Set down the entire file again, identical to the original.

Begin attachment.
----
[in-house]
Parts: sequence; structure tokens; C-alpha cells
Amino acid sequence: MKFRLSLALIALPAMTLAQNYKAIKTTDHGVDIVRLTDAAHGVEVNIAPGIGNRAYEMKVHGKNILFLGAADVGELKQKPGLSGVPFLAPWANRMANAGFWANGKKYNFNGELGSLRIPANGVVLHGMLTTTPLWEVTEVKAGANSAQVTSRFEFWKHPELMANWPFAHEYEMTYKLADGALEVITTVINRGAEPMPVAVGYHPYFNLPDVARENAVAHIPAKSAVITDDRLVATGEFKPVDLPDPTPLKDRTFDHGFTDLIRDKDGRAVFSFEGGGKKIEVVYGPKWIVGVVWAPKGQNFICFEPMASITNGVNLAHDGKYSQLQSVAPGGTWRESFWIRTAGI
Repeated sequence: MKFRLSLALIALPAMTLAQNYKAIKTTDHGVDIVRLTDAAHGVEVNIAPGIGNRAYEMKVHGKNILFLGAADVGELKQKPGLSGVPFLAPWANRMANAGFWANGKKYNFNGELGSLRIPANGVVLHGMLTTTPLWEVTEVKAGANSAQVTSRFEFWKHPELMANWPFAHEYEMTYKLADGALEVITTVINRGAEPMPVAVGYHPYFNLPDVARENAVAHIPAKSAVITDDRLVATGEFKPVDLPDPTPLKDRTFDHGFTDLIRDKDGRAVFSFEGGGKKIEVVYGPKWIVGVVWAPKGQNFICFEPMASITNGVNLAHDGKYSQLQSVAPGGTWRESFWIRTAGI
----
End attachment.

[in-house]
Parts: sequence; structure tokens; C-alpha cells
Amino acid sequence: MKFRLSLALIALPAMTLAQNYKAIKTTDHGVDIVRLTDAAHGVEVNIAPGIGNRAYEMKVHGKNILFLGAADVGELKQKPGLSGVPFLAPWANRMANAGFWANGKKYNFNGELGSLRIPANGVVLHGMLTTTPLWEVTEVKAGANSAQVTSRFEFWKHPELMANWPFAHEYEMTYKLADGALEVITTVINRGAEPMPVAVGYHPYFNLPDVARENAVAHIPAKSAVITDDRLVATGEFKPVDLPDPTPLKDRTFDHGFTDLIRDKDGRAVFSFEGGGKKIEVVYGPKWIVGVVWAPKGQNFICFEPMASITNGVNLAHDGKYSQLQSVAPGGTWRESFWIRTAGI
Repeated sequence: MKFRLSLALIALPAMTLAQNYKAIKTTDHGVDIVRLTDAAHGVEVNIAPGIGNRAYEMKVHGKNILFLGAADVGELKQKPGLSGVPFLAPWANRMANAGFWANGKKYNFNGELGSLRIPANGVVLHGMLTTTPLWEVTEVKAGANSAQVTSRFEFWKHPELMANWPFAHEYEMTYKLADGALEVITTVINRGAEPMPVAVGYHPYFNLPDVARENAVAHIPAKSAVITDDRLVATGEFKPVDLPDPTPLKDRTFDHGFTDLIRDKDGRAVFSFEGGGKKIEVVYGPKWIVGVVWAPKGQNFICFEPMASITNGVNLAHDGKYSQLQSVAPGGTWRESFWIRTAGI